I was thinking about the types of books I read when I was a girl, trying to examine the vector that led me to the sorts of things I enjoy reading and writing today. Everyone knows that the books termed “middle grade” and “young adult” in today’s lingo constitute some of the most formative input you’re likely to receive in your lifetime, so it’s interesting to look back and see just what exactly I was shoveling into my innocent little head.
I realized, as I was doing this, that the ones that really stood out were mostly about, or written in, the 19th century. Little Women, Little House on the Prairie, the American Girl books (my favorite ones, at least) – even the abridged versions of things like Les Mis and Great Expectations, thanks to the Great Illustrated Classics series, which I will certainly buy for my own kids someday. That’s not to mention the years I spent studying the Civil War in grade school.
I realized that the parts of all these narratives that stuck in my head the most had to do with some terrible disease striking one of the characters, usually women, who then either wasted away or was left to live with some daunting handicap. One of the first stories I ever wrote was a project for school about Sam the Drummer Boy who got his legs shot off with a cannon ball. Poor Sam.
On one hand, that’s perfectly fine. I mean, in actual history, that happened all the time (the disease; not necessarily the cannon balls). It’s a very realistic feature to put in a book if you’re trying to explain what life was like back in the day, and it provides a very convenient amount of drama for the author.
But it left me thinking an awful lot about things like cholera and typhus and the influenza, as an 8 or 10 year old, at an age when most little girls are still being princesses or, heavens forbid, starting to get interested in makeup and clothes and boys.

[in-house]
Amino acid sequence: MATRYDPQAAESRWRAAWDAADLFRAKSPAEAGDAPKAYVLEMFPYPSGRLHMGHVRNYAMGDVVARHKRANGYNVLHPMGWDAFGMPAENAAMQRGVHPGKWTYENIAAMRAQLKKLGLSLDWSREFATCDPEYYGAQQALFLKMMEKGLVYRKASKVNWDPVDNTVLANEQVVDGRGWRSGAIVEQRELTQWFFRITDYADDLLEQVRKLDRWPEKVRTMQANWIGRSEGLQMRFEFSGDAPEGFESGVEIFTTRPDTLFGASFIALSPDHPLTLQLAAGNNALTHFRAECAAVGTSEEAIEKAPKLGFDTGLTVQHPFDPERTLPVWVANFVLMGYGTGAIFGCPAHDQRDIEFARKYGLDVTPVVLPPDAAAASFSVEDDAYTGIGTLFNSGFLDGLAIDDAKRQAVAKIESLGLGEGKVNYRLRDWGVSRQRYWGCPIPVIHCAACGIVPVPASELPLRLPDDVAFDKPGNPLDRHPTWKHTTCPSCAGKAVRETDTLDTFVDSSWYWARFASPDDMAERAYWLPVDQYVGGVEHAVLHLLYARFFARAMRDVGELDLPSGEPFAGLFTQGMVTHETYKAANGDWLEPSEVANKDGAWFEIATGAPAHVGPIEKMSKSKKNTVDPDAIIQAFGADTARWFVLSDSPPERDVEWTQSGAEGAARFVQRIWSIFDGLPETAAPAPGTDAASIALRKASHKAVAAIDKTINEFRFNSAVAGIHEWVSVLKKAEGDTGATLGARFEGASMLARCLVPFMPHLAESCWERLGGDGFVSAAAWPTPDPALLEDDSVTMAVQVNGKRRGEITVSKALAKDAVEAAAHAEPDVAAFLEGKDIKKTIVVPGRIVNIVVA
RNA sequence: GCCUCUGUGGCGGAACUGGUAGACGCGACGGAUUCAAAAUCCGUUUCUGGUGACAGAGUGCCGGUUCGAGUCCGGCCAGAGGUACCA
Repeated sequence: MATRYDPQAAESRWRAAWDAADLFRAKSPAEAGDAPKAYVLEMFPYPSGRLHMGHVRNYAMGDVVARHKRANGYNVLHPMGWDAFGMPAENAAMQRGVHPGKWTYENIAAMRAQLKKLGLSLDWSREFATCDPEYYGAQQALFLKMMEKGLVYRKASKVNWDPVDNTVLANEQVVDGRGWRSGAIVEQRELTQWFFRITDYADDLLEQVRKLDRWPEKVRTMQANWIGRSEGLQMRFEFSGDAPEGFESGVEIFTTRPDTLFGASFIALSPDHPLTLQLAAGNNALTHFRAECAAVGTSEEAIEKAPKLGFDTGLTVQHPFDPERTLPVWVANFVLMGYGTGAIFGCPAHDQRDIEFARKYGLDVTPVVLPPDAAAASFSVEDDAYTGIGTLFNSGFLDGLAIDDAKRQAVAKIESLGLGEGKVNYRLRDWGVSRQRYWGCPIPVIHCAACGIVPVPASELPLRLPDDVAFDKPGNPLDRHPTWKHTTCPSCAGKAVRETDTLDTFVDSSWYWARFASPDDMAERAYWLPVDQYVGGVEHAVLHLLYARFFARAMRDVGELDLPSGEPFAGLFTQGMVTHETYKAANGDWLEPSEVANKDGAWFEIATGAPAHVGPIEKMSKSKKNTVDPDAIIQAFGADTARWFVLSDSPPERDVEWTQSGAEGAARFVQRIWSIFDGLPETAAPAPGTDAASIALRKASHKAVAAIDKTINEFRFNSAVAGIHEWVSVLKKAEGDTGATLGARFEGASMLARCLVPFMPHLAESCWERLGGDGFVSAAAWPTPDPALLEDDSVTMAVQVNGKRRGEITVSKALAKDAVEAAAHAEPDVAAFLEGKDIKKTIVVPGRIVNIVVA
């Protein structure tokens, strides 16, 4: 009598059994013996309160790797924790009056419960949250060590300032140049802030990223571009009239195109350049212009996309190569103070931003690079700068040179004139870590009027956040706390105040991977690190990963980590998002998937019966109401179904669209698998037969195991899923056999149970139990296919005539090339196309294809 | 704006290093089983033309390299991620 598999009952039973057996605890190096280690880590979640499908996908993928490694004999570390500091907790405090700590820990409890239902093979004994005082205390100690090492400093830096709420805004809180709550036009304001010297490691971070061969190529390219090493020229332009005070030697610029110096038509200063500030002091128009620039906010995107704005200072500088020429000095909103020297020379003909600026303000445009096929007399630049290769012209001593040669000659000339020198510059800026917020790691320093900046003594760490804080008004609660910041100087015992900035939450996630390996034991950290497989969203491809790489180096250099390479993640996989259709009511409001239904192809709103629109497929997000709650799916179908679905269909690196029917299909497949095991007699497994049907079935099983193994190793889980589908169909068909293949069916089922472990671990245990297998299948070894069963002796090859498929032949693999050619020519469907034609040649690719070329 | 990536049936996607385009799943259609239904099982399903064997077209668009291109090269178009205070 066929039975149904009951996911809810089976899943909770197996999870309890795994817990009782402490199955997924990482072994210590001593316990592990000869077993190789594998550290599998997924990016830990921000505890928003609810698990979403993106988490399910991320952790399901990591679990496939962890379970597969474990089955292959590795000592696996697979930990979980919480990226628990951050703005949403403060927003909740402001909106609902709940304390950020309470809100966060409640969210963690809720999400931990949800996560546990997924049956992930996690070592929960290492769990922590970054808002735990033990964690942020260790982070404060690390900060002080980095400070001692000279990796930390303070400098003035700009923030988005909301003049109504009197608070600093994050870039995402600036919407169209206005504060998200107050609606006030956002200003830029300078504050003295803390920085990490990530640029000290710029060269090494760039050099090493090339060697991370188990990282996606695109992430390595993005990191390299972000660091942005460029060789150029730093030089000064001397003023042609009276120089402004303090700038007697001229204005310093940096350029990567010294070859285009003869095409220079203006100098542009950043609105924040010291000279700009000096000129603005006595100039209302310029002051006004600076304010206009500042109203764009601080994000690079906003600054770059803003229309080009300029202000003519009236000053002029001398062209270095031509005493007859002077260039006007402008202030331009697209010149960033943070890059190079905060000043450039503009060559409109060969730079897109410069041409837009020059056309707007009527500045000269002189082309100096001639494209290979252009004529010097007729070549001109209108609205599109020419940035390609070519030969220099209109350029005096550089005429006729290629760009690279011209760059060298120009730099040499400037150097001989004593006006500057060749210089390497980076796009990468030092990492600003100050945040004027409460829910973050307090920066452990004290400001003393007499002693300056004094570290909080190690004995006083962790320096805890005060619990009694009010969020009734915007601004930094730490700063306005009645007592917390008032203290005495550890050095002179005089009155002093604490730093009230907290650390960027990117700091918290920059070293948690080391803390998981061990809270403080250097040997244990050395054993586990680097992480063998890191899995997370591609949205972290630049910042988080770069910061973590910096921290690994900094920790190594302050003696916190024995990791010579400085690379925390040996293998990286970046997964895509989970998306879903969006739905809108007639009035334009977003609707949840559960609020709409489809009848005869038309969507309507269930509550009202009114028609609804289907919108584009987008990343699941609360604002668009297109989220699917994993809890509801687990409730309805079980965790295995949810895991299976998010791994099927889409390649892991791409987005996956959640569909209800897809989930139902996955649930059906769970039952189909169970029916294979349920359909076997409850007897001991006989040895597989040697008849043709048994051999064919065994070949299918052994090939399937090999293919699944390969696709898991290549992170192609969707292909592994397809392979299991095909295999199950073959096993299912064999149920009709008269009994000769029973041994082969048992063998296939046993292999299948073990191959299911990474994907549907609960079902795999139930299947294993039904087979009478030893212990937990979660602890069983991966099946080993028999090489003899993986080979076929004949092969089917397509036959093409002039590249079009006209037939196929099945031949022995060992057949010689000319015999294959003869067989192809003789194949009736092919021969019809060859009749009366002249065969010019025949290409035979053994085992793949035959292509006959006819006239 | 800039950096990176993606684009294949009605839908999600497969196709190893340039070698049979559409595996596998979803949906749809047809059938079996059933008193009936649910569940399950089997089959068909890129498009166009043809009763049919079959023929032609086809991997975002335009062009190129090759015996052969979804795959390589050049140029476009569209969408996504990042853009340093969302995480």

Most kids were afraid of the monster in their closet: I was legitimately terrified of getting scarlet fever and going blind.
And while I’m certainly glad that I was exposed to some great works of Western literature at such a tender age, and that they instilled in me certain values that I wouldn’t trade for anything, there was a lot that was very frightening about that world: so much was completely out of people’s control, and death could strike without warning or hope of survival. That’s a scary thing for a kid, especially as sensitive a child as I was, and it’s something that’s stayed with me since.
You might be thinking, “good gracious, what kind of parents would let their child read such violent and horrible stuff?” But to be honest, it wasn’t half as bad as the stuff that’s marketed to kids these days, and at least it was historically accurate. Also, they read this blog, so be nice.
You might also be wondering why, if my childhood diet was almost exclusively historical fiction, don’t I work in that
genre? That’s because I read The Hobbit in third grade and never looked back. But that’s another post. Besides, even though there’s violence and death in fantasy all the time, it rarely comes at the hands of something as ignoble as severe gastrointestinal distress.
I think it’s fascinating how such little things can shape the person you’ll become.
Would I have majored in something useful if I hadn’t been so enthralled with Laura Ingalls? Or would I have failed to gain the passion, skill, and imagination to speak and write as competently as I do today? Maybe both, and I’d be an accountant. Okay, when I put it that way, it doesn’t sound so bad. At least I’d have job security. But I wouldn’t be me, and even with all my copious faults, I kind of like that part of being me.
So go pick up a boxed set of Little House on the Prairie for the girls in your life, although don’t get the cookbook and try to make molasses candy in a pan of snow, because we could never get that one to work. You’ve been warned.